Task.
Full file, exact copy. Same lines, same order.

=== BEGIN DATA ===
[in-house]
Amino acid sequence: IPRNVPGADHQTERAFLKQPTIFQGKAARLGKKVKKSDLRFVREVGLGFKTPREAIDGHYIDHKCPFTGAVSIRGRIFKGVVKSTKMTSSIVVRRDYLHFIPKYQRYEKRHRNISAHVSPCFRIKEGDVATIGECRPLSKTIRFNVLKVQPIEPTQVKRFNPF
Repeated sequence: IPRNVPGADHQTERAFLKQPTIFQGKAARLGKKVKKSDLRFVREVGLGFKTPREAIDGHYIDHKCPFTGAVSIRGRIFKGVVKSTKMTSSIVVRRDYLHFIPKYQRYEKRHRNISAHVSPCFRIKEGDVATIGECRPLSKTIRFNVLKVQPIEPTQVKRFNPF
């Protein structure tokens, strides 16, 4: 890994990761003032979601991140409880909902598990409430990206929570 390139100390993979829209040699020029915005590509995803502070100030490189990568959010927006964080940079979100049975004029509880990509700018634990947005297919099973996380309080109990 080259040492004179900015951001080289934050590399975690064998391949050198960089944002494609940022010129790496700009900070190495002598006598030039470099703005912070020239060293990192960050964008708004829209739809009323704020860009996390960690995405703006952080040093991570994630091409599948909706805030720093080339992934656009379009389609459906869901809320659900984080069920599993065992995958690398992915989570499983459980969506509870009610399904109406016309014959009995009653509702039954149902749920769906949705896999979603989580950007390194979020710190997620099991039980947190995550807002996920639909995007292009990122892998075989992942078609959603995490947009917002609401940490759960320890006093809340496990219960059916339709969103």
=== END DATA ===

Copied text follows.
[in-house]
Amino acid sequence: IPRNVPGADHQTERAFLKQPTIFQGKAARLGKKVKKSDLRFVREVGLGFKTPREAIDGHYIDHKCPFTGAVSIRGRIFKGVVKSTKMTSSIVVRRDYLHFIPKYQRYEKRHRNISAHVSPCFRIKEGDVATIGECRPLSKTIRFNVLKVQPIEPTQVKRFNPF
Repeated sequence: IPRNVPGADHQTERAFLKQPTIFQGKAARLGKKVKKSDLRFVREVGLGFKTPREAIDGHYIDHKCPFTGAVSIRGRIFKGVVKSTKMTSSIVVRRDYLHFIPKYQRYEKRHRNISAHVSPCFRIKEGDVATIGECRPLSKTIRFNVLKVQPIEPTQVKRFNPF
């Protein structure tokens, strides 16, 4: 890994990761003032979601991140409880909902598990409430990206929570 390139100390993979829209040699020029915005590509995803502070100030490189990568959010927006964080940079979100049975004029509880990509700018634990947005297919099973996380309080109990 080259040492004179900015951001080289934050590399975690064998391949050198960089944002494609940022010129790496700009900070190495002598006598030039470099703005912070020239060293990192960050964008708004829209739809009323704020860009996390960690995405703006952080040093991570994630091409599948909706805030720093080339992934656009379009389609459906869901809320659900984080069920599993065992995958690398992915989570499983459980969506509870009610399904109406016309014959009995009653509702039954149902749920769906949705896999979603989580950007390194979020710190997620099991039980947190995550807002996920639909995007292009990122892998075989992942078609959603995490947009917002609401940490759960320890006093809340496990219960059916339709969103």